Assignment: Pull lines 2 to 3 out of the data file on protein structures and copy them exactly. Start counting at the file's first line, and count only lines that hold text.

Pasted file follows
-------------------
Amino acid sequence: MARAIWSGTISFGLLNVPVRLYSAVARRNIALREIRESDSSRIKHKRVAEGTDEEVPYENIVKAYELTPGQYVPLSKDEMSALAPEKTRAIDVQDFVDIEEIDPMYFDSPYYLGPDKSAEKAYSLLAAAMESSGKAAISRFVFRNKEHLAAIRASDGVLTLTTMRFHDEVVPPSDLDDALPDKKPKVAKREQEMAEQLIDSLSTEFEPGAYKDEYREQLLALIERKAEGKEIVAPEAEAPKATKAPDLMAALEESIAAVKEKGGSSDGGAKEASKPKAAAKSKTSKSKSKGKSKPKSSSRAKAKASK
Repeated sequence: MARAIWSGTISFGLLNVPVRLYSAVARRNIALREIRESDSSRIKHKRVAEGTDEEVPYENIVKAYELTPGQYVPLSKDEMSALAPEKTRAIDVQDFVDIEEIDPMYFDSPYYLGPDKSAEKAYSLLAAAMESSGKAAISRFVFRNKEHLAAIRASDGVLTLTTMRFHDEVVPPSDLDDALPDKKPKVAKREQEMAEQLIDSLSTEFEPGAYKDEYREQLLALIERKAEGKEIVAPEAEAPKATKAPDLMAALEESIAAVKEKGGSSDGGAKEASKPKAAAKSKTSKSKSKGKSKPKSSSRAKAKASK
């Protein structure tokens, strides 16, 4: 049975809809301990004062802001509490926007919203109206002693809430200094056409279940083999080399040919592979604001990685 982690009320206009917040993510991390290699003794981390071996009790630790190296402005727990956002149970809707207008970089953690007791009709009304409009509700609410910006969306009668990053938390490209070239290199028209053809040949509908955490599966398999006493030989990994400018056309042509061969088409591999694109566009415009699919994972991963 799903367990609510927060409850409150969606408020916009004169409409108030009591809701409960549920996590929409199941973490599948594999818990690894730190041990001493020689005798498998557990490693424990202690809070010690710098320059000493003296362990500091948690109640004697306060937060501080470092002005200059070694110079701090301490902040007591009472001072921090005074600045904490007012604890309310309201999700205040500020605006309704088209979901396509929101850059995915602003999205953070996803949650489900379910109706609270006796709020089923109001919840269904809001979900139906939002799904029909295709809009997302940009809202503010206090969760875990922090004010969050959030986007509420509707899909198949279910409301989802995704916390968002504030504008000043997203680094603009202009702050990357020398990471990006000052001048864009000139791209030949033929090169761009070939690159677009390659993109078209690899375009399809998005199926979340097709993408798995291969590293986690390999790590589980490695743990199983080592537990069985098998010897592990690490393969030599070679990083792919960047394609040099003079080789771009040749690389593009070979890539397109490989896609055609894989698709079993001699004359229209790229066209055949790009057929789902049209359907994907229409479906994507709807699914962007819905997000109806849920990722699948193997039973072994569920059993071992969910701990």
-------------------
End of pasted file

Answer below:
Repeated sequence: MARAIWSGTISFGLLNVPVRLYSAVARRNIALREIRESDSSRIKHKRVAEGTDEEVPYENIVKAYELTPGQYVPLSKDEMSALAPEKTRAIDVQDFVDIEEIDPMYFDSPYYLGPDKSAEKAYSLLAAAMESSGKAAISRFVFRNKEHLAAIRASDGVLTLTTMRFHDEVVPPSDLDDALPDKKPKVAKREQEMAEQLIDSLSTEFEPGAYKDEYREQLLALIERKAEGKEIVAPEAEAPKATKAPDLMAALEESIAAVKEKGGSSDGGAKEASKPKAAAKSKTSKSKSKGKSKPKSSSRAKAKASK
């Protein structure tokens, strides 16, 4: 049975809809301990004062802001509490926007919203109206002693809430200094056409279940083999080399040919592979604001990685 982690009320206009917040993510991390290699003794981390071996009790630790190296402005727990956002149970809707207008970089953690007791009709009304409009509700609410910006969306009668990053938390490209070239290199028209053809040949509908955490599966398999006493030989990994400018056309042509061969088409591999694109566009415009699919994972991963 799903367990609510927060409850409150969606408020916009004169409409108030009591809701409960549920996590929409199941973490599948594999818990690894730190041990001493020689005798498998557990490693424990202690809070010690710098320059000493003296362990500091948690109640004697306060937060501080470092002005200059070694110079701090301490902040007591009472001072921090005074600045904490007012604890309310309201999700205040500020605006309704088209979901396509929101850059995915602003999205953070996803949650489900379910109706609270006796709020089923109001919840269904809001979900139906939002799904029909295709809009997302940009809202503010206090969760875990922090004010969050959030986007509420509707899909198949279910409301989802995704916390968002504030504008000043997203680094603009202009702050990357020398990471990006000052001048864009000139791209030949033929090169761009070939690159677009390659993109078209690899375009399809998005199926979340097709993408798995291969590293986690390999790590589980490695743990199983080592537990069985098998010897592990690490393969030599070679990083792919960047394609040099003079080789771009040749690389593009070979890539397109490989896609055609894989698709079993001699004359229209790229066209055949790009057929789902049209359907994907229409479906994507709807699914962007819905997000109806849920990722699948193997039973072994569920059993071992969910701990």